Power is smooth and very strong, and the engine growls nicely. The added horsepower in the V-8-equipped test car not only provided for abundant power, it also was fairly economical for a V-8, returning 19 mpg.

The LS can be ordered with AdvanceTrac, Lincoln’s stability control system which includes traction control and anti-lock brakes.

Grip is excellent, even in foul weather. Body lean is well controlled and the LS has all the sports sedan moves of its competitors. While not quite as buttoned-down as a 5-Series, it’s very close. It’s fun to drive, with quick sporty steering and a chassis that stays flat in corners.

If you’re considering this car, watch the price.

The test car Lincoln provided, the V-8 Premium Sport, had a $43,360 base price. That’s more than a six-cylinder Jaguar S-Type’s base price of $41,850. The Lincoln’s bottom line of $47,685 falls just shy of an 8-cylinder S-Type’s base price of $49,330. But traditionally, large discounts and incentives drastically reduce the transaction price of the Lincoln to more affordable levels.

While not having the street credibility that the Cadillac CTS or BMW 5-Series enjoy, the LS is an American sports sedan that stands beside Europe’s best. Of course, this is no surprise since its basic components are shared with the Jaguar S-Type.

And it’s the first Lincoln since the ’50s that has good power and handling without being as long or as tedious to maneuver as an aircraft carrier.

Consumer reviews

Rating breakdown (out of 5):
  • Comfort 4.7
  • Interior design 4.4
  • Performance 4.5
  • Value for the money 4.4
  • Exterior styling 4.5
  • Reliability 4.0

Most recent consumer reviews

4.3

I'm glad I know how to work on cars.

I bought my 2003 Lincoln LS with 116,000 miles on it. I like the way it looks, drives, and performs. it needs work and Im able to perform most of the repairs myself. I wouldn't recommend this vehicle to someone who couldn't.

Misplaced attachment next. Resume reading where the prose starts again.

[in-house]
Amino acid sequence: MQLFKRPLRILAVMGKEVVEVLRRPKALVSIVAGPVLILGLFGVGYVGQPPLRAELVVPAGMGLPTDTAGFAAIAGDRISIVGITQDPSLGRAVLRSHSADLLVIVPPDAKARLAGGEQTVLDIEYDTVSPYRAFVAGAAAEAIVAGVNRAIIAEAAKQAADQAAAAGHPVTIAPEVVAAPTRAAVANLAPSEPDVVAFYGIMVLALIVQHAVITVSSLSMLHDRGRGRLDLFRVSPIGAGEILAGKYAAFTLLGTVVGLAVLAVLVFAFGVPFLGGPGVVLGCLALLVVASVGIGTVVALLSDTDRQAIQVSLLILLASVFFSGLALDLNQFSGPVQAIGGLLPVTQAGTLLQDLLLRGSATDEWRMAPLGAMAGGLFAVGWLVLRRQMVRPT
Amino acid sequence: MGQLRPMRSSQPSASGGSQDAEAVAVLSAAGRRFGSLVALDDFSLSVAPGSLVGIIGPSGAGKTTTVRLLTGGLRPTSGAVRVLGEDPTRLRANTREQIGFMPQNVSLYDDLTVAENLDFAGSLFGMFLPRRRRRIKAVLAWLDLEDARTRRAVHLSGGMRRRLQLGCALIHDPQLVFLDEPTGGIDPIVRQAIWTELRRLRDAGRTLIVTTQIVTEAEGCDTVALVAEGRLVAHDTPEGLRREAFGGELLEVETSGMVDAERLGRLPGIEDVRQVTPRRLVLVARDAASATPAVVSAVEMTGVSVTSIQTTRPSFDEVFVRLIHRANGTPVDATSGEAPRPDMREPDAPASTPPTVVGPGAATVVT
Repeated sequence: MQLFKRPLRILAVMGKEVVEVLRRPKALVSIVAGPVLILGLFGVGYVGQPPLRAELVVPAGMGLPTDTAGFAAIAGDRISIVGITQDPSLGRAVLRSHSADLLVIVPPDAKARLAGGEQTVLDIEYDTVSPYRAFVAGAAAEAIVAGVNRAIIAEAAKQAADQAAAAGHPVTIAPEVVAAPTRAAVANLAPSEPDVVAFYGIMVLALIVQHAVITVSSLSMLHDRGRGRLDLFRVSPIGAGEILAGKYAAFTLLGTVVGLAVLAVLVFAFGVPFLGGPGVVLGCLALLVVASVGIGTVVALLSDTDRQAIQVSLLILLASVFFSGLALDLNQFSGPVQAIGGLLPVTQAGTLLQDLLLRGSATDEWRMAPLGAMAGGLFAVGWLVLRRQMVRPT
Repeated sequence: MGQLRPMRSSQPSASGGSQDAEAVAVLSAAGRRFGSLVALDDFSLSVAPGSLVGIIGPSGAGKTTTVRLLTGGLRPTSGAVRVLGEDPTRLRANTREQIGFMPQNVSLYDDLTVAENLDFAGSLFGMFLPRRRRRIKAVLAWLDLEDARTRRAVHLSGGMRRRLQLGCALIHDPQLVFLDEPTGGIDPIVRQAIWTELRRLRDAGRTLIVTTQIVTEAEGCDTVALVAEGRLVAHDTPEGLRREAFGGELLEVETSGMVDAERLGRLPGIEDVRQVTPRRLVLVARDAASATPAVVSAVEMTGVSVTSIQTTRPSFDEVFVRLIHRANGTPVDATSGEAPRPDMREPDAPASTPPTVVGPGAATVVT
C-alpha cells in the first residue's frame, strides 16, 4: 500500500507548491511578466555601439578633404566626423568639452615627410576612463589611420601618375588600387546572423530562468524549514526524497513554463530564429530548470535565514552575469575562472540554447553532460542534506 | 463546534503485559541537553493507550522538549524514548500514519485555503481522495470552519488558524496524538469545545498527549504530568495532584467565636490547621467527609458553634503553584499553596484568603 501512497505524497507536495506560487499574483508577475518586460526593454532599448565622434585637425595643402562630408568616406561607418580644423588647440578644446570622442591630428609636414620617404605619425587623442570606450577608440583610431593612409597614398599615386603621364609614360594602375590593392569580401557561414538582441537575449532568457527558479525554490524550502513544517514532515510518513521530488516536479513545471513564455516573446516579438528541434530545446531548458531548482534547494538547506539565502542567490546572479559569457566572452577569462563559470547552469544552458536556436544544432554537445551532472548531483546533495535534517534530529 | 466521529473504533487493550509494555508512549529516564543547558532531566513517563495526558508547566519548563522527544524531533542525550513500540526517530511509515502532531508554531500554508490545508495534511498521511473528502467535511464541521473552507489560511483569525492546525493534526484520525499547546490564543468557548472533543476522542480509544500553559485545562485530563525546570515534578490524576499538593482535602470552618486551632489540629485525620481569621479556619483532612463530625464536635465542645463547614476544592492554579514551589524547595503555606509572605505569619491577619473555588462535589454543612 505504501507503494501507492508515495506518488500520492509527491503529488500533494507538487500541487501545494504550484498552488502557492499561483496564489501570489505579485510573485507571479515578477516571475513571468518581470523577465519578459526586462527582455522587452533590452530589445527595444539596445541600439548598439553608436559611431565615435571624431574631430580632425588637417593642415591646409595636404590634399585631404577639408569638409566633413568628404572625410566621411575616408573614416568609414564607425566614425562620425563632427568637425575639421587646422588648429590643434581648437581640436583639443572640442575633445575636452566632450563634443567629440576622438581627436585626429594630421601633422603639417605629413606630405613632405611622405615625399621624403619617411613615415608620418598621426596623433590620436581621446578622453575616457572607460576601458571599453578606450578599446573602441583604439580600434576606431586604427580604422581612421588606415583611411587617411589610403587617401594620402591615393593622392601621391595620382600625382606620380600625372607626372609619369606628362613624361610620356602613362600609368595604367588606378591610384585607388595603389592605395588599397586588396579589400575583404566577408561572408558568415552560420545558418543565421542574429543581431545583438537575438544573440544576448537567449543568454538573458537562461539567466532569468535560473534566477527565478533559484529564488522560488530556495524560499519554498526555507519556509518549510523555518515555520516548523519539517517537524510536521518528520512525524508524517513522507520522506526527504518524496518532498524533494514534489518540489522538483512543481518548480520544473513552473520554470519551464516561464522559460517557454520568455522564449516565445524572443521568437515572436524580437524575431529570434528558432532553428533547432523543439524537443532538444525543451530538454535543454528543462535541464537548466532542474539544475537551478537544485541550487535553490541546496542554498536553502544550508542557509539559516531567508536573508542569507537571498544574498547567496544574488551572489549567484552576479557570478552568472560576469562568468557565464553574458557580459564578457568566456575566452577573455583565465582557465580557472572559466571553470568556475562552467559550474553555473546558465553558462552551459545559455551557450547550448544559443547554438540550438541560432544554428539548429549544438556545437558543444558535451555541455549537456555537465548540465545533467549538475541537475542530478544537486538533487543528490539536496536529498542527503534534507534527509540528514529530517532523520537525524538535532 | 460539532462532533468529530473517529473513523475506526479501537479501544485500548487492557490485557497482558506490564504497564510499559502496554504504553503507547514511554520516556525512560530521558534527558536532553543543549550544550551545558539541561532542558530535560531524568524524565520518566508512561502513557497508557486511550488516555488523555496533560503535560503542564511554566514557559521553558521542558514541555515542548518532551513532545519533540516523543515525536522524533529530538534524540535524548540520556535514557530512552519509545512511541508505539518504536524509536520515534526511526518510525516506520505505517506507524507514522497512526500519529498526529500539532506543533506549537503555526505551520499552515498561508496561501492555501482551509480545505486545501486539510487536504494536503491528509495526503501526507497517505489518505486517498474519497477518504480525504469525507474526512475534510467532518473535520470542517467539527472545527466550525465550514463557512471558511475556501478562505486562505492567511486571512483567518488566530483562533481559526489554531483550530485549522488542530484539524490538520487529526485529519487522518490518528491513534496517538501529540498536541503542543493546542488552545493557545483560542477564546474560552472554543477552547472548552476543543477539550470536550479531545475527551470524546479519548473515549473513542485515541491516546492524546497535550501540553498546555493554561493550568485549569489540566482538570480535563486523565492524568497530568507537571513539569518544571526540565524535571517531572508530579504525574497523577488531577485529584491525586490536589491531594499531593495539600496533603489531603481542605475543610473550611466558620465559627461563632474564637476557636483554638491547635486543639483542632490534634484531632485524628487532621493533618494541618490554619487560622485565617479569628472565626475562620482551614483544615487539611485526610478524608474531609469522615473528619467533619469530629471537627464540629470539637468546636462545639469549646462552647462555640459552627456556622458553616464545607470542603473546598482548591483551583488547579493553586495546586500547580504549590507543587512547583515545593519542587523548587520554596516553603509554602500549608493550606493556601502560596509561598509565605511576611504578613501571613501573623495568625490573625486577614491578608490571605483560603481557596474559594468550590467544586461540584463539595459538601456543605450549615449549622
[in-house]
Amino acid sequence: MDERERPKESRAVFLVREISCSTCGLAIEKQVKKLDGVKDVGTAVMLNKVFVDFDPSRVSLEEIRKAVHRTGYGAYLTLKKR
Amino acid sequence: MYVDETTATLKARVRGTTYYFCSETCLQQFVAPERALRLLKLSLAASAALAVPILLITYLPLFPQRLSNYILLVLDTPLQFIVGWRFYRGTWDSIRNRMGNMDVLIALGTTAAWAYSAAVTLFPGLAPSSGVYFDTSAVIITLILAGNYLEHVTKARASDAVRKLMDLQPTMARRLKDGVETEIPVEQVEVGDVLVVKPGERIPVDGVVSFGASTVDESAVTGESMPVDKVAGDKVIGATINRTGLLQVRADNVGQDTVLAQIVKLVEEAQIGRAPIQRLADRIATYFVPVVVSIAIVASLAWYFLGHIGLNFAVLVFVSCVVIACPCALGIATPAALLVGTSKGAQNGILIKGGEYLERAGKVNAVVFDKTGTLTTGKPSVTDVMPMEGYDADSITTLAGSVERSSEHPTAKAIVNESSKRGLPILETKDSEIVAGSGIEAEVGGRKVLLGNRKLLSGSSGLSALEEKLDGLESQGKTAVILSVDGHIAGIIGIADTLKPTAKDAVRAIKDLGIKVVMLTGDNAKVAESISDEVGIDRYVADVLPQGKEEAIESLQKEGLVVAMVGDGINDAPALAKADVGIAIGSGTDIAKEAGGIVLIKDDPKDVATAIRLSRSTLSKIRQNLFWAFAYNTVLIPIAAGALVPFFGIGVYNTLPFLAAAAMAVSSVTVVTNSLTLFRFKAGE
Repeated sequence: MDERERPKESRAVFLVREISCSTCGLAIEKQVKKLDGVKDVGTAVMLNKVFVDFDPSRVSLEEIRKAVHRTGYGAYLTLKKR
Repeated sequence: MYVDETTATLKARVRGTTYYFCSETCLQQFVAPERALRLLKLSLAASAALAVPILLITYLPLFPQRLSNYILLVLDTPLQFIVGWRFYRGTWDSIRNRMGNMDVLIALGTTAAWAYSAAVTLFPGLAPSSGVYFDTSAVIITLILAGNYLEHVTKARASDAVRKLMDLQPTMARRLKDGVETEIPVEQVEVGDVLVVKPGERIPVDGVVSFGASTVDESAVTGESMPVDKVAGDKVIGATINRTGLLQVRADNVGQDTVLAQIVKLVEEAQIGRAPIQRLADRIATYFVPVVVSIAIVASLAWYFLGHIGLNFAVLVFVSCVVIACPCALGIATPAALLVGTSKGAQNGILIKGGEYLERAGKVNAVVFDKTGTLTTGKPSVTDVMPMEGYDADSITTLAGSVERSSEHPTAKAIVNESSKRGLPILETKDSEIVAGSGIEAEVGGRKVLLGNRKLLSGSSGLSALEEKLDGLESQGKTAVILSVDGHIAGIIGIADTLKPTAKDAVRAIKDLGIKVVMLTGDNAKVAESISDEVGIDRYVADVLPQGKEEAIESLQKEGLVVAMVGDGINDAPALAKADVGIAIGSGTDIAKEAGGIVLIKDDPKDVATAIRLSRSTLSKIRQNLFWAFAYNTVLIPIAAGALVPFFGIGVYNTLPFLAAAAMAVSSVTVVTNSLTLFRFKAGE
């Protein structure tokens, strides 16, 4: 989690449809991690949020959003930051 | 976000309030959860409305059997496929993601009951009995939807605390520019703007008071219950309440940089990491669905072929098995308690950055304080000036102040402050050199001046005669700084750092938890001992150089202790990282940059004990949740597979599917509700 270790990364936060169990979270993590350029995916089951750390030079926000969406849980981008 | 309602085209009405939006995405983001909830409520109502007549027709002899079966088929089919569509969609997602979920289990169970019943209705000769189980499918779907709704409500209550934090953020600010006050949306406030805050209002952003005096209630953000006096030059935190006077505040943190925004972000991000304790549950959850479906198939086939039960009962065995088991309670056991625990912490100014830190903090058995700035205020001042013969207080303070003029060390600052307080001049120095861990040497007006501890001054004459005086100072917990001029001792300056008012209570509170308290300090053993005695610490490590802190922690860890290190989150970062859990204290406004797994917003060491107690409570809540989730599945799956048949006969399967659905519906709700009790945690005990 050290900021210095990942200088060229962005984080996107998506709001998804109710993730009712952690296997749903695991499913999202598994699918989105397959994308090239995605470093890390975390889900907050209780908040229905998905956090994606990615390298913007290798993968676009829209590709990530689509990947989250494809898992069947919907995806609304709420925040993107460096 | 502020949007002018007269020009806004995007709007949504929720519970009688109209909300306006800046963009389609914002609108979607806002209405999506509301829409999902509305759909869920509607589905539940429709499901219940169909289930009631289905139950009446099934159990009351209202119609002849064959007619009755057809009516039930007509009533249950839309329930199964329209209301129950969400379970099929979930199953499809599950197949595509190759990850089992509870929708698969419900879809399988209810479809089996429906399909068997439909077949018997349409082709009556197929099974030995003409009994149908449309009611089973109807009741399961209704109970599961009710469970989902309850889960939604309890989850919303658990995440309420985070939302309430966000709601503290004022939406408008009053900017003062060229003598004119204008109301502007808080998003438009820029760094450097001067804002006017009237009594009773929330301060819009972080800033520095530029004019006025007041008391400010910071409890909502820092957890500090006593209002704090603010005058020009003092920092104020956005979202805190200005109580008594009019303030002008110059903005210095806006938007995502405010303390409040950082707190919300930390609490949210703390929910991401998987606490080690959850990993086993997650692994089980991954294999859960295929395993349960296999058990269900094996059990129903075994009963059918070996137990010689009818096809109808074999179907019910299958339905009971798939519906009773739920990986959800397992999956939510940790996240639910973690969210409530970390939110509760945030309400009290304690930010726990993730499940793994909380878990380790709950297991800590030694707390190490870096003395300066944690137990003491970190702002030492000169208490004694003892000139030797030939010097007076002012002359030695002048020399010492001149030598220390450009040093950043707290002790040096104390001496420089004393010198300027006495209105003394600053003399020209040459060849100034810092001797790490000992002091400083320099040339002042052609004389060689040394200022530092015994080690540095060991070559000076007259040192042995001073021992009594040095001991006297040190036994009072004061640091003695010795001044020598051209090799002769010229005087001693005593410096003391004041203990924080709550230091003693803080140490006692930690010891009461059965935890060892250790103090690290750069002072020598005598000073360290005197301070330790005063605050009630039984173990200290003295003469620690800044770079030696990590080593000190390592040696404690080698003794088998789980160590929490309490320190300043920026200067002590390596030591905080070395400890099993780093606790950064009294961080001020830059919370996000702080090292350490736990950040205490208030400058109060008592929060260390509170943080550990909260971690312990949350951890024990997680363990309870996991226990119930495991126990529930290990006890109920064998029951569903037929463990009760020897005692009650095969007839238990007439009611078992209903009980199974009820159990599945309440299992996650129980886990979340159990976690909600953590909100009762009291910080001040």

4.7

Very reliable for a mechanic special

This 2003 LS Lincon has been a outstsndibg everyday i drive the better it gets performance exel.gas milage comfort handling i bought to usr fot a weekend and sell make a few bucksbut thimking detail fix a few things make a killing on it.

4.9

Very reliable, classic styling still turns heads

The car exceeded our expectations for reliability, performance, comfort and styling. It has all the right features heated and cooled leather seats, sunroof, and the power adjustable pedals adjust to suit my wife. The car also had high safety rating which was comforting.

See all 22 consumer reviews

Warranty

New car program benefits
Bumper-to-bumper
48 months/50,000 miles
Corrosion
60 months/unlimited distance
Powertrain
48 months/50,000 miles
Roadside assistance
48 months/50,000 miles

Compare the competitors

2004

Chrysler 300M

$29,185

starting MSRP

2000

Cadillac Seville

$44,475

starting MSRP

2001

Chevrolet Lumina

$18,890

starting MSRP

See all 2003 Lincoln LS articles